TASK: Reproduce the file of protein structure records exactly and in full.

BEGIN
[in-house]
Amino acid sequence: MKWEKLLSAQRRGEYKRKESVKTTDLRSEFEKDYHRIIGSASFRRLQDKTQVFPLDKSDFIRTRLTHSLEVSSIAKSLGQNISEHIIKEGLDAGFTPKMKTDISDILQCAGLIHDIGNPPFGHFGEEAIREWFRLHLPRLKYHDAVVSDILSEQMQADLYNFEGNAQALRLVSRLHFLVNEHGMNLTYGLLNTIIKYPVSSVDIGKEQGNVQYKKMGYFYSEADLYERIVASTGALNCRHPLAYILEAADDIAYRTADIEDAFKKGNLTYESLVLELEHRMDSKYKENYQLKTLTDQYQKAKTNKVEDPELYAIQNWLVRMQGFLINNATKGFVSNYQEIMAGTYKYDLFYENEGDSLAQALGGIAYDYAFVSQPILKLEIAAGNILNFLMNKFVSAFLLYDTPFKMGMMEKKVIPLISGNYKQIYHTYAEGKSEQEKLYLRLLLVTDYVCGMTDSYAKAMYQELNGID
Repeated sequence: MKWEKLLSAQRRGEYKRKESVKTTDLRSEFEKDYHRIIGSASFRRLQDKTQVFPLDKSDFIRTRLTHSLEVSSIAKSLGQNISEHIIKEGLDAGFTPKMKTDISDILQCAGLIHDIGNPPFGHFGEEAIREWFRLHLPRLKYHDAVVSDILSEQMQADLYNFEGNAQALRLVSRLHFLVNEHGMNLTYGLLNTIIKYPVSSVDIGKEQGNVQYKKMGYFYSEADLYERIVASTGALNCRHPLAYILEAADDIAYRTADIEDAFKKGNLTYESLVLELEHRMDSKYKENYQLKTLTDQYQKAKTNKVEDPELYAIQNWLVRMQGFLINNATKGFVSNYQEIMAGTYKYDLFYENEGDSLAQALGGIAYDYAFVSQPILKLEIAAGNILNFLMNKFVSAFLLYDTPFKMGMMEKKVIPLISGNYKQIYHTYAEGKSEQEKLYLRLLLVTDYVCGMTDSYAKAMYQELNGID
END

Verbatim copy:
[in-house]
Amino acid sequence: MKWEKLLSAQRRGEYKRKESVKTTDLRSEFEKDYHRIIGSASFRRLQDKTQVFPLDKSDFIRTRLTHSLEVSSIAKSLGQNISEHIIKEGLDAGFTPKMKTDISDILQCAGLIHDIGNPPFGHFGEEAIREWFRLHLPRLKYHDAVVSDILSEQMQADLYNFEGNAQALRLVSRLHFLVNEHGMNLTYGLLNTIIKYPVSSVDIGKEQGNVQYKKMGYFYSEADLYERIVASTGALNCRHPLAYILEAADDIAYRTADIEDAFKKGNLTYESLVLELEHRMDSKYKENYQLKTLTDQYQKAKTNKVEDPELYAIQNWLVRMQGFLINNATKGFVSNYQEIMAGTYKYDLFYENEGDSLAQALGGIAYDYAFVSQPILKLEIAAGNILNFLMNKFVSAFLLYDTPFKMGMMEKKVIPLISGNYKQIYHTYAEGKSEQEKLYLRLLLVTDYVCGMTDSYAKAMYQELNGID
Repeated sequence: MKWEKLLSAQRRGEYKRKESVKTTDLRSEFEKDYHRIIGSASFRRLQDKTQVFPLDKSDFIRTRLTHSLEVSSIAKSLGQNISEHIIKEGLDAGFTPKMKTDISDILQCAGLIHDIGNPPFGHFGEEAIREWFRLHLPRLKYHDAVVSDILSEQMQADLYNFEGNAQALRLVSRLHFLVNEHGMNLTYGLLNTIIKYPVSSVDIGKEQGNVQYKKMGYFYSEADLYERIVASTGALNCRHPLAYILEAADDIAYRTADIEDAFKKGNLTYESLVLELEHRMDSKYKENYQLKTLTDQYQKAKTNKVEDPELYAIQNWLVRMQGFLINNATKGFVSNYQEIMAGTYKYDLFYENEGDSLAQALGGIAYDYAFVSQPILKLEIAAGNILNFLMNKFVSAFLLYDTPFKMGMMEKKVIPLISGNYKQIYHTYAEGKSEQEKLYLRLLLVTDYVCGMTDSYAKAMYQELNGID